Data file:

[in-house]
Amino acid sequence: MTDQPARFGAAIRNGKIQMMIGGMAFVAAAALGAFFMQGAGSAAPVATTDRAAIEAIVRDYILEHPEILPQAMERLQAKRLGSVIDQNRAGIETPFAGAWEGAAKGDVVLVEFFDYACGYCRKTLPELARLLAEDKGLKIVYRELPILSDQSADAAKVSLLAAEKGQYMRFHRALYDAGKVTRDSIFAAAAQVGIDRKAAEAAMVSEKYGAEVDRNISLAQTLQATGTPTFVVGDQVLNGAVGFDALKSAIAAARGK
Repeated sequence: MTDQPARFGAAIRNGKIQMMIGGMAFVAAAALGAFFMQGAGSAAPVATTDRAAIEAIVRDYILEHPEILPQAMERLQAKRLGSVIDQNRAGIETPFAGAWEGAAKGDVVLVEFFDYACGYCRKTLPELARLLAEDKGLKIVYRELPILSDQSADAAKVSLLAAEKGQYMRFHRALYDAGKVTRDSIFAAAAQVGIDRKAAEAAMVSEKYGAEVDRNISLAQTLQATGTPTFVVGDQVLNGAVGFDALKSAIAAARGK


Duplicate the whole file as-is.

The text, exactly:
[in-house]
Amino acid sequence: MTDQPARFGAAIRNGKIQMMIGGMAFVAAAALGAFFMQGAGSAAPVATTDRAAIEAIVRDYILEHPEILPQAMERLQAKRLGSVIDQNRAGIETPFAGAWEGAAKGDVVLVEFFDYACGYCRKTLPELARLLAEDKGLKIVYRELPILSDQSADAAKVSLLAAEKGQYMRFHRALYDAGKVTRDSIFAAAAQVGIDRKAAEAAMVSEKYGAEVDRNISLAQTLQATGTPTFVVGDQVLNGAVGFDALKSAIAAARGK
Repeated sequence: MTDQPARFGAAIRNGKIQMMIGGMAFVAAAALGAFFMQGAGSAAPVATTDRAAIEAIVRDYILEHPEILPQAMERLQAKRLGSVIDQNRAGIETPFAGAWEGAAKGDVVLVEFFDYACGYCRKTLPELARLLAEDKGLKIVYRELPILSDQSADAAKVSLLAAEKGQYMRFHRALYDAGKVTRDSIFAAAAQVGIDRKAAEAAMVSEKYGAEVDRNISLAQTLQATGTPTFVVGDQVLNGAVGFDALKSAIAAARGK